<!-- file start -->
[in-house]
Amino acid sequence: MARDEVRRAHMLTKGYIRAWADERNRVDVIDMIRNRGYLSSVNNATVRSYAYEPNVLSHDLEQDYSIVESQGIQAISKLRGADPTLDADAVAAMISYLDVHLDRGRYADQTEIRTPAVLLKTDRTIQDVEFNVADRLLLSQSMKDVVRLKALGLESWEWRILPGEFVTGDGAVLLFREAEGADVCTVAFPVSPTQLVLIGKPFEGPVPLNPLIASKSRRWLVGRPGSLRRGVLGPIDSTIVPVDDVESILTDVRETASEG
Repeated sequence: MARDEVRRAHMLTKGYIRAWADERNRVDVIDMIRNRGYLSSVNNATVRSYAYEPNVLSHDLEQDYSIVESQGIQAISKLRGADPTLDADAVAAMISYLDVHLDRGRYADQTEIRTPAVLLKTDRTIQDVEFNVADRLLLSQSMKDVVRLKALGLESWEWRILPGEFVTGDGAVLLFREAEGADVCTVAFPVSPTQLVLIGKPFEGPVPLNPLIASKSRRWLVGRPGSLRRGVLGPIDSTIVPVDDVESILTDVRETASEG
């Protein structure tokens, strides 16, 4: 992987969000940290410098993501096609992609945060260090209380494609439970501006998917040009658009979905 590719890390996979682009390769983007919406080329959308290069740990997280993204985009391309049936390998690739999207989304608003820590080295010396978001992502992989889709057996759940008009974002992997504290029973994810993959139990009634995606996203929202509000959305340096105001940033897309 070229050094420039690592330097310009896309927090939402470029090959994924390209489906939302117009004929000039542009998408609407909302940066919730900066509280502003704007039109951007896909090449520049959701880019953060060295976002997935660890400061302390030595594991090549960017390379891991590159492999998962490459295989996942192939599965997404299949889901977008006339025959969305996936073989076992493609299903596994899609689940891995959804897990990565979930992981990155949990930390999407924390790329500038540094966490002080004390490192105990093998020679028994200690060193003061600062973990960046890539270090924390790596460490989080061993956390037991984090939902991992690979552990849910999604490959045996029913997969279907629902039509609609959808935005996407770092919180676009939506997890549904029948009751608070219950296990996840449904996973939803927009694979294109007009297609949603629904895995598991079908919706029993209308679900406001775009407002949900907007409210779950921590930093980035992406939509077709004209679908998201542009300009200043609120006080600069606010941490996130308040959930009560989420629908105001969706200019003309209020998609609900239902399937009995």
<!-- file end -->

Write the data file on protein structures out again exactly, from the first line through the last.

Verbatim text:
[in-house]
Amino acid sequence: MARDEVRRAHMLTKGYIRAWADERNRVDVIDMIRNRGYLSSVNNATVRSYAYEPNVLSHDLEQDYSIVESQGIQAISKLRGADPTLDADAVAAMISYLDVHLDRGRYADQTEIRTPAVLLKTDRTIQDVEFNVADRLLLSQSMKDVVRLKALGLESWEWRILPGEFVTGDGAVLLFREAEGADVCTVAFPVSPTQLVLIGKPFEGPVPLNPLIASKSRRWLVGRPGSLRRGVLGPIDSTIVPVDDVESILTDVRETASEG
Repeated sequence: MARDEVRRAHMLTKGYIRAWADERNRVDVIDMIRNRGYLSSVNNATVRSYAYEPNVLSHDLEQDYSIVESQGIQAISKLRGADPTLDADAVAAMISYLDVHLDRGRYADQTEIRTPAVLLKTDRTIQDVEFNVADRLLLSQSMKDVVRLKALGLESWEWRILPGEFVTGDGAVLLFREAEGADVCTVAFPVSPTQLVLIGKPFEGPVPLNPLIASKSRRWLVGRPGSLRRGVLGPIDSTIVPVDDVESILTDVRETASEG
């Protein structure tokens, strides 16, 4: 992987969000940290410098993501096609992609945060260090209380494609439970501006998917040009658009979905 590719890390996979682009390769983007919406080329959308290069740990997280993204985009391309049936390998690739999207989304608003820590080295010396978001992502992989889709057996759940008009974002992997504290029973994810993959139990009634995606996203929202509000959305340096105001940033897309 070229050094420039690592330097310009896309927090939402470029090959994924390209489906939302117009004929000039542009998408609407909302940066919730900066509280502003704007039109951007896909090449520049959701880019953060060295976002997935660890400061302390030595594991090549960017390379891991590159492999998962490459295989996942192939599965997404299949889901977008006339025959969305996936073989076992493609299903596994899609689940891995959804897990990565979930992981990155949990930390999407924390790329500038540094966490002080004390490192105990093998020679028994200690060193003061600062973990960046890539270090924390790596460490989080061993956390037991984090939902991992690979552990849910999604490959045996029913997969279907629902039509609609959808935005996407770092919180676009939506997890549904029948009751608070219950296990996840449904996973939803927009694979294109007009297609949603629904895995598991079908919706029993209308679900406001775009407002949900907007409210779950921590930093980035992406939509077709004209679908998201542009300009200043609120006080600069606010941490996130308040959930009560989420629908105001969706200019003309209020998609609900239902399937009995």